The world sours on nuclear power
Unsurprisingly, a recent report shows that nuclear power is less popular in all 9 countries surveyed in 2005, except the UK.
Thought the average of these 23K cross country participants is not politically important, it is still worth nothing that the above countries (plus Spain, China and Pakistan) are 69% in favor of not building new reactors – not including the 9% who are uncertain.
I have written about many of these countries, Mexico has just opted out. Germany is doing a full phase out by 2022. China is building more green power than nuclear, and has suspended new plant start up though is continuing construction on unfinished reactors. France’s opposition party is leading the polls and promising to close 24 reactors. Japan will not build more reactors domestically (tho they will likely export to Vietnam and India as China is likely to export to outdated reactor designs to Pakistan). Plans for additional reactors have been cancelled and/or phased out announced in Italy, Belgium, Venezuela and Switzerland.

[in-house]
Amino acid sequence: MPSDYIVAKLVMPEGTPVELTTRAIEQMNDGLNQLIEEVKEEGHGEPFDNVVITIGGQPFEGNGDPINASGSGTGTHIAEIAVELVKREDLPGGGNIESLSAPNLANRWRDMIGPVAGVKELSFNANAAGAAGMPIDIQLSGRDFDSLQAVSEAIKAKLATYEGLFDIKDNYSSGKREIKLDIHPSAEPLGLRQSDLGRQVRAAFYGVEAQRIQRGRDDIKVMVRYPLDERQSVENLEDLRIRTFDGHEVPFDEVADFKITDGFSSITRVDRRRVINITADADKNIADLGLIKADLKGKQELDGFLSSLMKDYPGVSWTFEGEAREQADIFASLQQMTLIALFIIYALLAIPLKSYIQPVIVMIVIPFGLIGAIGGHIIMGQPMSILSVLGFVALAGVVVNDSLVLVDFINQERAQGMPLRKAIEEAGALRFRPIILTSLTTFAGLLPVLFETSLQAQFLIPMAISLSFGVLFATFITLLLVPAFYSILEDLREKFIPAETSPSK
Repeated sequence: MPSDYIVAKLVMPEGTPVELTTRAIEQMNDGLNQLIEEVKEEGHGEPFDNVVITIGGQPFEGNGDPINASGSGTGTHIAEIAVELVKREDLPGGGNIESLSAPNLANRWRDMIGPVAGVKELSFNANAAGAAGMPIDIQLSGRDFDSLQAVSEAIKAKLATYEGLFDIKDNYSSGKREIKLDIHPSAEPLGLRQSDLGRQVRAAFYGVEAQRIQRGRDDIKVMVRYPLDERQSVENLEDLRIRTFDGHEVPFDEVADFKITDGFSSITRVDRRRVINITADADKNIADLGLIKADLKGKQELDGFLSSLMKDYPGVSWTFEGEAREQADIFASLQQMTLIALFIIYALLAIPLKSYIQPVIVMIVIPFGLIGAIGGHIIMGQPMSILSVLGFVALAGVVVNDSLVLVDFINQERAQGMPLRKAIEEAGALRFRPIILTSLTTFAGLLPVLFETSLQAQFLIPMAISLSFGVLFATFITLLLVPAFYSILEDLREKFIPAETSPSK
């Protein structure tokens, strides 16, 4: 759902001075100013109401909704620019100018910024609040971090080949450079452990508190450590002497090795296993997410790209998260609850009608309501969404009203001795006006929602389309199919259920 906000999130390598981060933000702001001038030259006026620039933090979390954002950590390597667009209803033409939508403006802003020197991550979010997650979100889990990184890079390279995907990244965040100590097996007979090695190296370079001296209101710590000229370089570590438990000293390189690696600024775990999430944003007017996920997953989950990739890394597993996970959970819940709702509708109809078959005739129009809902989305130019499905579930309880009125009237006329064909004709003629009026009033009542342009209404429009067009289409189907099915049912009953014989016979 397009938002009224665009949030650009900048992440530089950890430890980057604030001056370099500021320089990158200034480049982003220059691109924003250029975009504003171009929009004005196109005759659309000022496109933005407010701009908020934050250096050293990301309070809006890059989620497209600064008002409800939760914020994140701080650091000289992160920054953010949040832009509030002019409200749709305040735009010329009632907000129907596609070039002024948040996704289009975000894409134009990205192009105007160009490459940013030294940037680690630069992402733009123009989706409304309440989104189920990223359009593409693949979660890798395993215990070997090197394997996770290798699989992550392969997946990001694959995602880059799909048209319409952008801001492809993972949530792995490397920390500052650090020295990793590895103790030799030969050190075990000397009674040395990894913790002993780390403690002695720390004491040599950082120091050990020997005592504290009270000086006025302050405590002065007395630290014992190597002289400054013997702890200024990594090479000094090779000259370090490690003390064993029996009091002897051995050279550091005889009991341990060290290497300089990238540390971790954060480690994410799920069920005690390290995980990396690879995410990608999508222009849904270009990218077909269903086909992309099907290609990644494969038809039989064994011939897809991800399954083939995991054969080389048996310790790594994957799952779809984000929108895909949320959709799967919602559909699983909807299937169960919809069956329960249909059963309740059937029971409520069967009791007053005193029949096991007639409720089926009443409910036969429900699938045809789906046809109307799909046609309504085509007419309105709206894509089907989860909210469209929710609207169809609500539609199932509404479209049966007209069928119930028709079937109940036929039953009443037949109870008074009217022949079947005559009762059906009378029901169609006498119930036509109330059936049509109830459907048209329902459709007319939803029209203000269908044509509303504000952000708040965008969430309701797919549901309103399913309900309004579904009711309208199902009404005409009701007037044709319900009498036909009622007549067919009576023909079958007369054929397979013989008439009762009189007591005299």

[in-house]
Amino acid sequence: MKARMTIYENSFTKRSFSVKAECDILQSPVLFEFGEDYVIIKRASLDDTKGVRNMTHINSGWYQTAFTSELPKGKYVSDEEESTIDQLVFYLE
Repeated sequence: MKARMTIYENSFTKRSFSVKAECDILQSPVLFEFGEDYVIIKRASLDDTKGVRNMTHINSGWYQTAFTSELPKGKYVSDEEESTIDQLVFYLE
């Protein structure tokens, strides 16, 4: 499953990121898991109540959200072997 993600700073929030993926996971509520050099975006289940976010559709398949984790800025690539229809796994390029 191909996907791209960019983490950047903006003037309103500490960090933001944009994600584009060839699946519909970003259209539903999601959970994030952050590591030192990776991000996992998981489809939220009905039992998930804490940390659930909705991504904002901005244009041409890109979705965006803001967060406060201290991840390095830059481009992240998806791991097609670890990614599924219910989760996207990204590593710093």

In other nuclear news, French protestors shut down the last transport of reprocessed nuclear waste to Germany. There is a new ballot initiative in California to close all the reactors in that state (written by the guy who successfully closed the Rancho Seco reactors in CA in 1989). After 40 years of cost overruns and accidents, the Japanese breeder reactor program at Monju may be coming to an end. And a Japanese TV host who has been eating vegetables from the Fukushima area to prove they are safe has been hospitalized with acute lymphocytic leukemia (ALL). The chances of an adult getting ALL is 1 in 100,000 – bad luck i guess.
In this time where corporations are as important as nations the other surprising and important news is that the largest engineering firm in the world, Siemens, has decided to withdraw from building nuclear power plants. Which means there will be no German national funding for exported reactors. No German-French nuclear cooperative projects (like the new reactors in Finland). We can only hope other engineering firms follow suit.
Of course many have known nuclear power is problematic from before Fukushima and the Fort Calhoun flooding this summer. Macarther Genius winner Amory Lovins wrote a more accessible critique of nuclear power as a climate solution.